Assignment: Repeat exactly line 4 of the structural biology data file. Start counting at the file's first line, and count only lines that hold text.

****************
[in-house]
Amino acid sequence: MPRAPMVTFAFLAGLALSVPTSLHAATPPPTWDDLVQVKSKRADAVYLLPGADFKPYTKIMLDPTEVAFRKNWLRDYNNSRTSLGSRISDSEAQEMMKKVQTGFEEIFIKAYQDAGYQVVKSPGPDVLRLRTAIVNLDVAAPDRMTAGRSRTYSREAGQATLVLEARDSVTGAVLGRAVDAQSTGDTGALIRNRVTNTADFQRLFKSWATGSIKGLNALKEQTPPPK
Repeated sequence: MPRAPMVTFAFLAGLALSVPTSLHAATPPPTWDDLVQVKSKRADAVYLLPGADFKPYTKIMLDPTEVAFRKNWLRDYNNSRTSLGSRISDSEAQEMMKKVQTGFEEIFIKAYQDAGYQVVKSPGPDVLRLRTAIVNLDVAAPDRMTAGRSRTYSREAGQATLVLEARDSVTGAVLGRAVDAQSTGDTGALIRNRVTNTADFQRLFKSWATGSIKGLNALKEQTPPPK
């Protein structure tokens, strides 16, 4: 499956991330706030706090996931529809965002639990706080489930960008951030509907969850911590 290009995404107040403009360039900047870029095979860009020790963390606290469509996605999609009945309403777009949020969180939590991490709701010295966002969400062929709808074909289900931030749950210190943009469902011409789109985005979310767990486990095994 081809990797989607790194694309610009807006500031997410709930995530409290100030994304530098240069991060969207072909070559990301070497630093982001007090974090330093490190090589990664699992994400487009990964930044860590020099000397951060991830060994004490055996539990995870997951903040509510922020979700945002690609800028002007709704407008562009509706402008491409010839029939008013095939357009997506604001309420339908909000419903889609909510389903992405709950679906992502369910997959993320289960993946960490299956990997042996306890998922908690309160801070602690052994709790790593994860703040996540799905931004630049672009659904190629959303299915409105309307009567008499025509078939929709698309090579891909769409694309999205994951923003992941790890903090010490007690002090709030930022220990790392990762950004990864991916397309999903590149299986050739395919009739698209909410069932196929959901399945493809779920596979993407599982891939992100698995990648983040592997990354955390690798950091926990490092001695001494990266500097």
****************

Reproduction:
């Protein structure tokens, strides 16, 4: 499956991330706030706090996931529809965002639990706080489930960008951030509907969850911590 290009995404107040403009360039900047870029095979860009020790963390606290469509996605999609009945309403777009949020969180939590991490709701010295966002969400062929709808074909289900931030749950210190943009469902011409789109985005979310767990486990095994 081809990797989607790194694309610009807006500031997410709930995530409290100030994304530098240069991060969207072909070559990301070497630093982001007090974090330093490190090589990664699992994400487009990964930044860590020099000397951060991830060994004490055996539990995870997951903040509510922020979700945002690609800028002007709704407008562009509706402008491409010839029939008013095939357009997506604001309420339908909000419903889609909510389903992405709950679906992502369910997959993320289960993946960490299956990997042996306890998922908690309160801070602690052994709790790593994860703040996540799905931004630049672009659904190629959303299915409105309307009567008499025509078939929709698309090579891909769409694309999205994951923003992941790890903090010490007690002090709030930022220990790392990762950004990864991916397309999903590149299986050739395919009739698209909410069932196929959901399945493809779920596979993407599982891939992100698995990648983040592997990354955390690798950091926990490092001695001494990266500097």